Skip to main content
You are the owner of this article.
You have permission to edit this article.

Diesel, gas engines: How do they each stack up?

  • Updated

The best days for diesel engines might seem to be in the rearview mirror, judging from a few comparisons with gasoline engines -- which are dominant in the U.S. among passenger cars and less so with pickup trucks.

Diesel fuel prices averaged $2.481 a gallon in the U.S. as of July 10, more than 19 cents higher than the $2.297 per gallon for regular gas, according to the U.S. Energy Information Administration.

No more than 15 auto brands built any diesels for the 2017 model year, with Ford leading at five truck and van editions. Another three manufacturers haven't come out with a new model since 2016, based on the auto research website.

Diesel engines typically cost more upfront, U.S. News and World Report reported last November. They also tend to lag gas counterparts in horsepower -- all things being equal -- although the gap is narrowing. Citing, the magazine said gas-powered trucks historic 50 horsepower edge over diesel pickups has dropped in half.

Despite their higher fuel costs and initial costs, diesel engines have kept a steady following and are actually rising in numbers notably in cars and SUVs. Diesel passenger vehicles also continued to outnumber hybrid cars and trucks in every state except California, Massachusetts and the District of Columbia, according to the nonprofit Diesel Technology Forum.

Diesel engines offer a few advantages over gas powertrains. Diesels have a clear lead over gas engines in torque, a measurement of a vehicle's get-up-and-go, with figures topping 300 pounds-feet not unusual, U.S. News noted.

Traditionally, diesel engines are considered to be longer lasting and require fewer repairs than gas engines. Diesel engines are up to 30 percent more fuel efficient -- a difference that's gradually shrinking in the past two decades as gas engines improve technology, according to U.S. News.

And diesel fuel prices, while high compared with regular gas, are significantly lower than premium gas. The average retail price difference between regular and premium, used in many higher performance cars, widened last year to 50 cents a gallon and has stayed there, the Energy Information Administration said. With diesel 19 cents a gallon higher than regular, it would be 31 cents below high test. Not always easy to find in the past, diesel fuel is routinely available alongside gas pumps.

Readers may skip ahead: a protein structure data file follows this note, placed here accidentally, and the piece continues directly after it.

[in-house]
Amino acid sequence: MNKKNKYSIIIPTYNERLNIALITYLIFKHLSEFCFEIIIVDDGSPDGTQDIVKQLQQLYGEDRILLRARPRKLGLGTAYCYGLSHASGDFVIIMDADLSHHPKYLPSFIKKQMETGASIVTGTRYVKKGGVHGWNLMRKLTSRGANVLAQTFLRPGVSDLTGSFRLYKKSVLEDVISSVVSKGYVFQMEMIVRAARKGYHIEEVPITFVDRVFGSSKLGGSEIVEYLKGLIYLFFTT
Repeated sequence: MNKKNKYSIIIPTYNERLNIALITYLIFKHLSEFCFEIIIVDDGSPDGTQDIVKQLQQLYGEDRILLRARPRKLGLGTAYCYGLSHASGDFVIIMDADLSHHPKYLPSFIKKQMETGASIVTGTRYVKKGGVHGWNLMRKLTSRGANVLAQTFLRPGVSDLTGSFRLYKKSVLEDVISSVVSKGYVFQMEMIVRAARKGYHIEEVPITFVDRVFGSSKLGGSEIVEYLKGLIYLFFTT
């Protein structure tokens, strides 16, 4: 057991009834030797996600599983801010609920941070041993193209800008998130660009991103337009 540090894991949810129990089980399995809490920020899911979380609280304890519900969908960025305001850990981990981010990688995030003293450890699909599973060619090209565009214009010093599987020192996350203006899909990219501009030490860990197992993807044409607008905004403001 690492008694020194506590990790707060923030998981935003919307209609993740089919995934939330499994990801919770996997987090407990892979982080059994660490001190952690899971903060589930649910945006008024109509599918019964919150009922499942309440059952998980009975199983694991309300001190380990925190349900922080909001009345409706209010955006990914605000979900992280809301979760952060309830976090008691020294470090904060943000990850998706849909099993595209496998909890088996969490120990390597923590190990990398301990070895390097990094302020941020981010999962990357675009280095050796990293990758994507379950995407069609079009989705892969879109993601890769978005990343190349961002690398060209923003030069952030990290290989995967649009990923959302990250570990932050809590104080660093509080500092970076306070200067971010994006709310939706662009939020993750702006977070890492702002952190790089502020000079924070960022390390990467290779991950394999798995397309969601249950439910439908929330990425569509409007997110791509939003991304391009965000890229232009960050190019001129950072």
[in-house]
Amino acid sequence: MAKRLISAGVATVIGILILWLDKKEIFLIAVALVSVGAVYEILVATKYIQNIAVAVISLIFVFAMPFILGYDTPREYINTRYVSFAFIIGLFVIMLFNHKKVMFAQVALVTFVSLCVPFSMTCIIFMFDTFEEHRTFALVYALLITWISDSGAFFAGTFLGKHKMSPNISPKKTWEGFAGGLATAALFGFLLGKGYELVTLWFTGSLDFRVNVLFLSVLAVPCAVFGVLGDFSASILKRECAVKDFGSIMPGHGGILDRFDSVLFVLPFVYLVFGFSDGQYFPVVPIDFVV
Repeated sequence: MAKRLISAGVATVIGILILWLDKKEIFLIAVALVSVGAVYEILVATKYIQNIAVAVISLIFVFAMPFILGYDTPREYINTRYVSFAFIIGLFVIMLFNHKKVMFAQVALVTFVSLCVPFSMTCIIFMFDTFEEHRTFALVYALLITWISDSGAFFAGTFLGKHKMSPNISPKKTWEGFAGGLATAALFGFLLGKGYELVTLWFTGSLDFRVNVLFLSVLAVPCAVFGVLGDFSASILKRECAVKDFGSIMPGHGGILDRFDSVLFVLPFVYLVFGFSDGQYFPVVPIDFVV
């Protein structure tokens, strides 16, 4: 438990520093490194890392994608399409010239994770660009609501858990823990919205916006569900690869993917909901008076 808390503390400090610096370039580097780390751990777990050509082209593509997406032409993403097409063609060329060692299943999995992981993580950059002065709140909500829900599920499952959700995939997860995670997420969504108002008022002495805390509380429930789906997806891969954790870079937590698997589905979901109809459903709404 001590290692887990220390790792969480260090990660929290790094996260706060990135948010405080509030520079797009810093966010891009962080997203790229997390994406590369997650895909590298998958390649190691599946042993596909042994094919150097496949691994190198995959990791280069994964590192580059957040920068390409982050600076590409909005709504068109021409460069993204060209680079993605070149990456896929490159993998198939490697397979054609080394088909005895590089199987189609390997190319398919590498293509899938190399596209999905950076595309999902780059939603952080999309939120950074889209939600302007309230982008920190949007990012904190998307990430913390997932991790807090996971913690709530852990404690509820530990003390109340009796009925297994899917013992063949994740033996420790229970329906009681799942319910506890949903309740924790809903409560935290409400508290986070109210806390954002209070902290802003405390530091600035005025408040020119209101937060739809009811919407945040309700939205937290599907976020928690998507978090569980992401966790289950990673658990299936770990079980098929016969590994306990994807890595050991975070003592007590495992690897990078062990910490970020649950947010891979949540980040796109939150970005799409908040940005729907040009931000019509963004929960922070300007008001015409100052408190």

According to figures released by the Diesel Technology Forum in June, 8 million diesel passenger vehicles are registered in the U.S. as of last year, up more than 280,000 from 2015.

“This level of increase in registrations of new diesel cars, SUVs and light pickup trucks in the U.S. in 2016 is impressive particularly when you consider there were 25 percent fewer choices in the market compared to 2015. It demonstrates the American consumer’s confidence in clean diesel vehicles and what they have to offer – the combination of a proven technology with high fuel efficiency, great driving range and no sacrifices in vehicle capabilities or performance,” said Allen Schaeffer, the executive director of the Diesel Technology Forum.

Texas, California and Florida rank first, second and third respectively in total numbers of diesel vehicles. The fastest-growth states for diesel cars and SUVs were in New England, first place Vermont up 35.6 percent in 2016 from the year before, followed by Maine and then New Hampshire. North Carolina showed the largest year-over-year growth for all diesel passenger vehicles, up 9 percent, with Georgia second and Utah third. Diesel passenger vehicles include cars, SUVs, light pickups and vans.


For more information and photos, visit

Reach Jim Parker at 843-937-5542 or

Get up-to-the-minute news sent straight to your device.


Breaking News

Columbia Breaking News

Greenville Breaking News

Myrtle Beach Breaking News

Aiken Breaking News

N Augusta Breaking News